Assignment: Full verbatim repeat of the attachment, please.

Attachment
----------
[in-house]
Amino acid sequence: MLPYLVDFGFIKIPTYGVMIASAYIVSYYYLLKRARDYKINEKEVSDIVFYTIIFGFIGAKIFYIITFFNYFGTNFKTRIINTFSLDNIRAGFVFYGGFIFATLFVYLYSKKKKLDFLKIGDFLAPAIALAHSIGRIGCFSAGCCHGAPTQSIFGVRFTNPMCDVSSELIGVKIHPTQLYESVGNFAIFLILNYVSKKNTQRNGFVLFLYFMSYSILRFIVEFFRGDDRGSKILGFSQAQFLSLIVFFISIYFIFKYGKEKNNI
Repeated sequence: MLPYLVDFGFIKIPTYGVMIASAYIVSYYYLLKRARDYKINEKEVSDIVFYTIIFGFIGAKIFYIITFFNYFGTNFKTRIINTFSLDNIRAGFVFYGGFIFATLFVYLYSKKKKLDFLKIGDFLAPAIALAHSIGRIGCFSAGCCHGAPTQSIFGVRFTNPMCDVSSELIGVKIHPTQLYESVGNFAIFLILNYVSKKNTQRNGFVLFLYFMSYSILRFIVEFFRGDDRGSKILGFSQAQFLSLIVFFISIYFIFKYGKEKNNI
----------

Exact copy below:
[in-house]
Amino acid sequence: MLPYLVDFGFIKIPTYGVMIASAYIVSYYYLLKRARDYKINEKEVSDIVFYTIIFGFIGAKIFYIITFFNYFGTNFKTRIINTFSLDNIRAGFVFYGGFIFATLFVYLYSKKKKLDFLKIGDFLAPAIALAHSIGRIGCFSAGCCHGAPTQSIFGVRFTNPMCDVSSELIGVKIHPTQLYESVGNFAIFLILNYVSKKNTQRNGFVLFLYFMSYSILRFIVEFFRGDDRGSKILGFSQAQFLSLIVFFISIYFIFKYGKEKNNI
Repeated sequence: MLPYLVDFGFIKIPTYGVMIASAYIVSYYYLLKRARDYKINEKEVSDIVFYTIIFGFIGAKIFYIITFFNYFGTNFKTRIINTFSLDNIRAGFVFYGGFIFATLFVYLYSKKKKLDFLKIGDFLAPAIALAHSIGRIGCFSAGCCHGAPTQSIFGVRFTNPMCDVSSELIGVKIHPTQLYESVGNFAIFLILNYVSKKNTQRNGFVLFLYFMSYSILRFIVEFFRGDDRGSKILGFSQAQFLSLIVFFISIYFIFKYGKEKNNI